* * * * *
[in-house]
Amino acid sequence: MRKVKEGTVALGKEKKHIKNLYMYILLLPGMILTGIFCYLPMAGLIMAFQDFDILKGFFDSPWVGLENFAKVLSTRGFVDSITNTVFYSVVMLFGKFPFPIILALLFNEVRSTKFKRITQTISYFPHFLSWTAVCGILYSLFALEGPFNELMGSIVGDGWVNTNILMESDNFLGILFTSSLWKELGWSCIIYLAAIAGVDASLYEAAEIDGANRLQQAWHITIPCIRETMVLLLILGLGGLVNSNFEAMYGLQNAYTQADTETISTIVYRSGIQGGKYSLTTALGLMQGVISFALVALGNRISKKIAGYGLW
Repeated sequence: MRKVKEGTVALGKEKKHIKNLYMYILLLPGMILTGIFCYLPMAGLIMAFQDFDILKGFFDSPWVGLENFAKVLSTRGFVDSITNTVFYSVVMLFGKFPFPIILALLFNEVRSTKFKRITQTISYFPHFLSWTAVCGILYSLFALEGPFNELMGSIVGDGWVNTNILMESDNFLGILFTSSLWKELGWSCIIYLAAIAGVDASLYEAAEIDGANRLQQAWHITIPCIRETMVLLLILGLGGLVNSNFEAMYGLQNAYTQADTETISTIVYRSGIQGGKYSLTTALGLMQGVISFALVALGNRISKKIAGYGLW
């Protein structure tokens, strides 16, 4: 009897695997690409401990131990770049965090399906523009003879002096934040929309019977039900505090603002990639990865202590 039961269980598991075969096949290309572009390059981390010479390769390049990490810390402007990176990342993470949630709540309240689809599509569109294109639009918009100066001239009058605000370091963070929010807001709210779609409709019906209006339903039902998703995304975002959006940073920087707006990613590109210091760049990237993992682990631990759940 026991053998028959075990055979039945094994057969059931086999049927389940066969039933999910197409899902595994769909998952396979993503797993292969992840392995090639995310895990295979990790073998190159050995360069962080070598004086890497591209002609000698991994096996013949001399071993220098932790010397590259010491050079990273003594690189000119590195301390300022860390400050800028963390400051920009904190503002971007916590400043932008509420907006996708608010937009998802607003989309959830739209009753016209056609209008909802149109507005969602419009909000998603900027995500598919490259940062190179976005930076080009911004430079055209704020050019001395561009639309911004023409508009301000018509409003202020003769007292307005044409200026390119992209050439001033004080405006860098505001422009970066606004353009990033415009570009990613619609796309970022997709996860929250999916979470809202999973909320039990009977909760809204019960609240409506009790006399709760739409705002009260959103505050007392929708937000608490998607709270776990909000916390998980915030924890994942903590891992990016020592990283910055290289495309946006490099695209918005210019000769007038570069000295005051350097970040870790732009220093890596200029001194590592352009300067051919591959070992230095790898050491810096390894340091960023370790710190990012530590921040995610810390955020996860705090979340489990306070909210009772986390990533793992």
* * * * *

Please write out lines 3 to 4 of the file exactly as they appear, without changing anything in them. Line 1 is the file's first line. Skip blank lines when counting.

Repeated sequence: MRKVKEGTVALGKEKKHIKNLYMYILLLPGMILTGIFCYLPMAGLIMAFQDFDILKGFFDSPWVGLENFAKVLSTRGFVDSITNTVFYSVVMLFGKFPFPIILALLFNEVRSTKFKRITQTISYFPHFLSWTAVCGILYSLFALEGPFNELMGSIVGDGWVNTNILMESDNFLGILFTSSLWKELGWSCIIYLAAIAGVDASLYEAAEIDGANRLQQAWHITIPCIRETMVLLLILGLGGLVNSNFEAMYGLQNAYTQADTETISTIVYRSGIQGGKYSLTTALGLMQGVISFALVALGNRISKKIAGYGLW
């Protein structure tokens, strides 16, 4: 009897695997690409401990131990770049965090399906523009003879002096934040929309019977039900505090603002990639990865202590 039961269980598991075969096949290309572009390059981390010479390769390049990490810390402007990176990342993470949630709540309240689809599509569109294109639009918009100066001239009058605000370091963070929010807001709210779609409709019906209006339903039902998703995304975002959006940073920087707006990613590109210091760049990237993992682990631990759940 026991053998028959075990055979039945094994057969059931086999049927389940066969039933999910197409899902595994769909998952396979993503797993292969992840392995090639995310895990295979990790073998190159050995360069962080070598004086890497591209002609000698991994096996013949001399071993220098932790010397590259010491050079990273003594690189000119590195301390300022860390400050800028963390400051920009904190503002971007916590400043932008509420907006996708608010937009998802607003989309959830739209009753016209056609209008909802149109507005969602419009909000998603900027995500598919490259940062190179976005930076080009911004430079055209704020050019001395561009639309911004023409508009301000018509409003202020003769007292307005044409200026390119992209050439001033004080405006860098505001422009970066606004353009990033415009570009990613619609796309970022997709996860929250999916979470809202999973909320039990009977909760809204019960609240409506009790006399709760739409705002009260959103505050007392929708937000608490998607709270776990909000916390998980915030924890994942903590891992990016020592990283910055290289495309946006490099695209918005210019000769007038570069000295005051350097970040870790732009220093890596200029001194590592352009300067051919591959070992230095790898050491810096390894340091960023370790710190990012530590921040995610810390955020996860705090979340489990306070909210009772986390990533793992």